SINT (2011).

Editor’s Note: This was originally published for FANGORIA on April 24, 2011, and we’re proud to share it as part of The Gingold Files.

To clear up one key issue right off the bat: Sint, the new movie from veteran Dutch writer/director Dick Maas, may be a holiday horror film, but it’s not a Santa slasher flick. The villain is St. Nicholas of ancient European folklore, with an early line of dialogue distinguishing him from “Father Christmas” (a.k.a. the Americanized Santa Claus).

Sint also differs from most of its Santa-centric brethren in that it’s not about someone dressing up as a Yuletide figure, but that figure himself, reimagined from his traditional benevolent persona to be a bringer of bad tidings. As Maas’ mythology has it, in 1492 St. Nicholas bathed a town in grue. The villagers he has terrorized decide enough is enough and strike back at the bad bishop, but the look on his face as he goes down makes it clear Holland hasn’t seen the last of him. Sure enough, he makes a reappearance in a second prologue set in 1968, where he and his evil minions (known as “Black Peters”) cause more bloody mischief before we arrive at the present day, specifically December 5, a.k.a. St. Nicholas’ Eve. On that night, “Sinterklaas” is traditionally supposed to bring presents, but when it sees a full moon every 32 years (or 42 or 23, depending on the scene), he appears as a purveyor of evil to terrorize kids and adults alike.

The pair of lengthy opening setpieces introducing St. Nicholas (played by Maas regular Huub Stapel, in an almost wordless role performed mostly behind disfiguring makeup) are pretty great, veering from vivid big-scale mayhem in the first to spooky housebound horror in the second. St. Nick cuts a pretty imposing figure, mounted on horseback, clad in regal red robes with a towering same-colored headpiece, his attacks accompanied by Maas’ unsubtle but effective score. Contributing his own music isn’t the only way the writer/director echoes John Carpenter here; the villain’s present-day arrival is heralded by a boatbound scene straight out of The Fog. And once we’ve been introduced to the modern young protagonists, we follow three of the girls on a walk home from school, and one of them to a job babysitting a little boy who’s fearful of a bad man he spots outside his window, and it’s hard not to think about that original holiday-terror classic, Halloween.

There’s even a Dr. Loomis character of sorts: Goert Hoekstra (Bert Luppes), a detective who’s got a very good reason to fear St. Nicholas, knows he’s coming but can’t convince any of the other cops of the danger. As the evil bishop and his Peters stab and slash their way through the snowy night, the focus shifts rather awkwardly from Lisa (Caro Lenssen), who at first seems like she’s being set up as Sint’s final girl, to Frank (Egbert Jan Weeber), one of her friends who finds himself in the wrong place at the wrong time and winds up on the run. Also thrown into the mix is a black-clad commando team led by Van Dijk (Ben Ramakers), a bald-headed brute whose imposing, grumbly-voiced persona steals every scene he’s in.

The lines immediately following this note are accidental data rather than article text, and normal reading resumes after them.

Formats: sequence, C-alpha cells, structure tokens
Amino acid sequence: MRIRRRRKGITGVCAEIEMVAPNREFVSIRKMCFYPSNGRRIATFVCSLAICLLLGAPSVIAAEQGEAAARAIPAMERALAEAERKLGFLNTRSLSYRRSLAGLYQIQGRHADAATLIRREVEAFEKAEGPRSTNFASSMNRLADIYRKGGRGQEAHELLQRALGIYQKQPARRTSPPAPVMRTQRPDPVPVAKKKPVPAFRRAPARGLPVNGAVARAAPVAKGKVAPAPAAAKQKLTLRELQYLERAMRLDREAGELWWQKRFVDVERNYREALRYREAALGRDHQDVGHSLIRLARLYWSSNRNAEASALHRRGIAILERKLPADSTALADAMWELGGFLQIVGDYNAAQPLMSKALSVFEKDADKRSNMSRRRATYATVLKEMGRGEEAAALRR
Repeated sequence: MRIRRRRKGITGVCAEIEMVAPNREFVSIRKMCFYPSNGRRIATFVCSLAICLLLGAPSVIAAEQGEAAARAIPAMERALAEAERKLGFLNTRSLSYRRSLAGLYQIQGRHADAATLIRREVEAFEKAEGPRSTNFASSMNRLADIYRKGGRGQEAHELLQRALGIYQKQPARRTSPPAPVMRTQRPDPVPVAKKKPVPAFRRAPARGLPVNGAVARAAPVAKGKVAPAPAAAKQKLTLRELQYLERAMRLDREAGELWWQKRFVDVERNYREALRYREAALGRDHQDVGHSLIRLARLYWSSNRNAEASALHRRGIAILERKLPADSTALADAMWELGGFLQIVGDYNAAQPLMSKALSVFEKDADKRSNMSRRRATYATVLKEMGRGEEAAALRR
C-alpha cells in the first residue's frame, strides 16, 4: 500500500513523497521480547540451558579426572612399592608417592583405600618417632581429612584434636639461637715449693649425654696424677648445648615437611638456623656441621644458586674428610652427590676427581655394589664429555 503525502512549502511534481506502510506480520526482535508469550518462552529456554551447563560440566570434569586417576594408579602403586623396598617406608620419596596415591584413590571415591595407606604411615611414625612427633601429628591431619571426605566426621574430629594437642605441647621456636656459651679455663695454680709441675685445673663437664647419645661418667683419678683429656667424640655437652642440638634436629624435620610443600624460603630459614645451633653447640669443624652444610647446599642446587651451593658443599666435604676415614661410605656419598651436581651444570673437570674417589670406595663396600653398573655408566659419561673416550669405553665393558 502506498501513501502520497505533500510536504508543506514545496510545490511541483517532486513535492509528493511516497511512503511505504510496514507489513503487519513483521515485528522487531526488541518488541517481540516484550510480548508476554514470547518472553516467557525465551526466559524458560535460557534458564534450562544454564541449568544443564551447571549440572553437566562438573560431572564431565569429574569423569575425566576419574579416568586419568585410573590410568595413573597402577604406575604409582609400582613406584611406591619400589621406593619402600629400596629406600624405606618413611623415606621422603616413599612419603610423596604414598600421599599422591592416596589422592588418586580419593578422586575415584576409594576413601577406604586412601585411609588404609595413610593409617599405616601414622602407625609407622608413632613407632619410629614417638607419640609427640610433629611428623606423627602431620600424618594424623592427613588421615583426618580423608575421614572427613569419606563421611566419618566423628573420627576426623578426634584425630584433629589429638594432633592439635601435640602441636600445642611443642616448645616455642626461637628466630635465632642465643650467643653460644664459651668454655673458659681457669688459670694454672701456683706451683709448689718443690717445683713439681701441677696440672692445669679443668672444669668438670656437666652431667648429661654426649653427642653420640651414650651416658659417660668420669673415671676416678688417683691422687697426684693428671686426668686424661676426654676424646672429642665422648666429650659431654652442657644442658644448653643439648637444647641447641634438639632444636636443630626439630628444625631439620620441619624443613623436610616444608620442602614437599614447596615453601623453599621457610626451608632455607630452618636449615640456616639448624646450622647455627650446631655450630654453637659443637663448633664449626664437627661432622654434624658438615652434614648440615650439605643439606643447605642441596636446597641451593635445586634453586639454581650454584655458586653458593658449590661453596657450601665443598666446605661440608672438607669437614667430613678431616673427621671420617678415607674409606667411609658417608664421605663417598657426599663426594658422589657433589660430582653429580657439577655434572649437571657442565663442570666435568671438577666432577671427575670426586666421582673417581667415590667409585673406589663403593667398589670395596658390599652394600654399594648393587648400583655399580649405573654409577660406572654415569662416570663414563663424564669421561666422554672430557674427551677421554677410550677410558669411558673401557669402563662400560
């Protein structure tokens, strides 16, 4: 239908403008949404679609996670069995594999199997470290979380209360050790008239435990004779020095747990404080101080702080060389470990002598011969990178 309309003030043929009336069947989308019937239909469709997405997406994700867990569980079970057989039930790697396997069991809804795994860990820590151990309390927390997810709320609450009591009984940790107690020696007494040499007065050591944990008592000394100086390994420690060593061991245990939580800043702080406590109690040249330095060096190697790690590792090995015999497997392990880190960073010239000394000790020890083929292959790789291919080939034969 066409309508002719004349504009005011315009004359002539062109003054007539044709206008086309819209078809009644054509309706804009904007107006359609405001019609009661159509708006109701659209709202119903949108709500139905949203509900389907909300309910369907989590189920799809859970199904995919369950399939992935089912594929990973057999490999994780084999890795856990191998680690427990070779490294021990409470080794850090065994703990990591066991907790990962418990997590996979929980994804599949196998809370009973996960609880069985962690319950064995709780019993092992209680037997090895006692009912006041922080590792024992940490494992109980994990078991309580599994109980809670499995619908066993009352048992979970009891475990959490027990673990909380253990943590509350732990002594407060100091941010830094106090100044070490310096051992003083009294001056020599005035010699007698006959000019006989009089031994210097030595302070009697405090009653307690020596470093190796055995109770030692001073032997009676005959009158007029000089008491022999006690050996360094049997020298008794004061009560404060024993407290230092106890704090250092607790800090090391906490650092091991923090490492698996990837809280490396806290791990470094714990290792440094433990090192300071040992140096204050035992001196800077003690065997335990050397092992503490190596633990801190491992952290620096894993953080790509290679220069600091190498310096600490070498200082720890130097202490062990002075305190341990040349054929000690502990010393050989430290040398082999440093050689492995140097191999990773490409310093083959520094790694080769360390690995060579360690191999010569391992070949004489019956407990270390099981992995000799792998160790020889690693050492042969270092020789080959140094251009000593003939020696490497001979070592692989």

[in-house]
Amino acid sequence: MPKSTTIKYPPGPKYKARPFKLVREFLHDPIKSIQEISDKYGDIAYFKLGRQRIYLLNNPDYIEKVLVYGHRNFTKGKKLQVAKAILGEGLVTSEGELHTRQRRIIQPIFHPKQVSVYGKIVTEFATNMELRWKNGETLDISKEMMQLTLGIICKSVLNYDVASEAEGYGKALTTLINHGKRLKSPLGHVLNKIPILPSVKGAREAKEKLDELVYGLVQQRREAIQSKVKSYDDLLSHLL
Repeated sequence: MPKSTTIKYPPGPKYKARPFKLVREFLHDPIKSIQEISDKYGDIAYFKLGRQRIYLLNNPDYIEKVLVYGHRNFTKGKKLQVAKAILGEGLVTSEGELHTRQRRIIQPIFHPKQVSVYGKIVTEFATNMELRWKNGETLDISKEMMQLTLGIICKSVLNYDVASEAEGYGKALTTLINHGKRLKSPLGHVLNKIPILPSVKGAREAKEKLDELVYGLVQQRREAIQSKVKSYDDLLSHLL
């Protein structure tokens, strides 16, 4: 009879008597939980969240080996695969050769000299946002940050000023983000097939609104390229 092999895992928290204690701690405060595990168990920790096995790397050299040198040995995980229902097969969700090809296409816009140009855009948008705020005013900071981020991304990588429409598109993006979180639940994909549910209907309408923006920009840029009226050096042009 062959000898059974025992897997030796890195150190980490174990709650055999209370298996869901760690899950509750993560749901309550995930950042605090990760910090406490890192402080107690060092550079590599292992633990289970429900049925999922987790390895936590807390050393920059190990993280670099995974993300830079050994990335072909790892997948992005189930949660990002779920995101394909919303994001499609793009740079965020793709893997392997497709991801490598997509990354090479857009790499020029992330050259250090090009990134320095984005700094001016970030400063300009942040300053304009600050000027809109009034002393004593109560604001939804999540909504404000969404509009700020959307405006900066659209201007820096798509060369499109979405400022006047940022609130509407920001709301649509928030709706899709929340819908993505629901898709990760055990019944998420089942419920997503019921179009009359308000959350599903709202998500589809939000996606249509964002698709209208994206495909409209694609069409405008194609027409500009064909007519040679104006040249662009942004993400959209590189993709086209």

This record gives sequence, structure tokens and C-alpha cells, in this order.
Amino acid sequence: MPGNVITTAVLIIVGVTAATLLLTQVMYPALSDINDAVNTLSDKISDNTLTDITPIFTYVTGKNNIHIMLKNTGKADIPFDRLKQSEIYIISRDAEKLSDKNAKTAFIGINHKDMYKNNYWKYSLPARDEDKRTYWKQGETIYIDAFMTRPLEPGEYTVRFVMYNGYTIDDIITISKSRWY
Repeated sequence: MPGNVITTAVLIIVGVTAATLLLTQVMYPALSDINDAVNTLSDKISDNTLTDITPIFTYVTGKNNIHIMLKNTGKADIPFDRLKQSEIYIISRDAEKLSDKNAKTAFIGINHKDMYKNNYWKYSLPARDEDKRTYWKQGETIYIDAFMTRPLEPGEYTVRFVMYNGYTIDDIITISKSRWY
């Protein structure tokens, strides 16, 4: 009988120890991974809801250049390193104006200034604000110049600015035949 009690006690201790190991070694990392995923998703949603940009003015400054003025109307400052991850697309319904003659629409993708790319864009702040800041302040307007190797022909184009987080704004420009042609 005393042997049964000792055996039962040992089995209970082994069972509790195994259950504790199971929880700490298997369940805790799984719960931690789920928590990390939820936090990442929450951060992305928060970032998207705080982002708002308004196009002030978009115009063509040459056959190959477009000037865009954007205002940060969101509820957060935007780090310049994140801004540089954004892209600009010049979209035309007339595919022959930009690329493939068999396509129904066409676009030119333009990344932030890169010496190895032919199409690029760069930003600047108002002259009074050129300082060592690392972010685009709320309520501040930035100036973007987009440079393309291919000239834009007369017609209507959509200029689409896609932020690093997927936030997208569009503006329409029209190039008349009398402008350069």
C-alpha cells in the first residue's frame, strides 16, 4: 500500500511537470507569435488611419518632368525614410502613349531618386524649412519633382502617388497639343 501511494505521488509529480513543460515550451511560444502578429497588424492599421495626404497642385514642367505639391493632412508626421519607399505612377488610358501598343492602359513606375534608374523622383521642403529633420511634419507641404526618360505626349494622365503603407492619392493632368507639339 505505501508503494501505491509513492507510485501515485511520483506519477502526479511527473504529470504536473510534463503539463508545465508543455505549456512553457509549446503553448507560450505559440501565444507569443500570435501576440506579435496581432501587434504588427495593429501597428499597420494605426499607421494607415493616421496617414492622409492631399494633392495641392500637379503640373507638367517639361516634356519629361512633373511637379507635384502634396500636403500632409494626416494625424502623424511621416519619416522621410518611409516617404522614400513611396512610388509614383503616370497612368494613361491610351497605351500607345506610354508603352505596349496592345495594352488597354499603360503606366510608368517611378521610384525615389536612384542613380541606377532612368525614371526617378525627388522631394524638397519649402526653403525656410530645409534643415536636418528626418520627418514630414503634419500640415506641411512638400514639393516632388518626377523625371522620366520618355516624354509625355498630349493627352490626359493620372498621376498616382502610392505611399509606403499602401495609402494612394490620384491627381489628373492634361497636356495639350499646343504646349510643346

He and St. Nicholas are more interesting than the characters they menace; the youths (it’s hard to pinpoint their exact ages since their looks say college-age, while their behavior says high-school), Goert and their actions are largely drawn from the stock horror playbook. And while Frank’s ex-girlfriend Sophie (Escha Tanihatu) pays lip service to an anti-consumerist attitude, Maas doesn’t take full advantage of the story’s satirical possibilities. What makes Sint worthwhile is the “Sint” himself, brought to the screen by Maas with both atmosphere (including a great creepy shot in a hospital) and moments of thrilling kinetic movement. The visual FX of St. Nicholas on his steed galloping across the Amsterdam rooftops are quite striking, and one of these sequences culminates in a great, large-scale physical gag involving a police car.

There are plenty of gore FX too, and slasher fans will revel in the fact that Sint drenches the screen in a level of bloodshed not seen in many American fright films of an equivalent profile. (That’s not the only way Maas pushes boundaries for a mainstream project; many of St. Nicholas’ victims—albeit offscreen—are children, a potentially queasy angle that the writer/director just manages to get away with.) It’s a shame that Maas hasn’t invested the same level of invention into his nice characters that he has into his naughty ones, but Sint still kicks the sleigh bells off the likes of Silent Night, Deadly Night.

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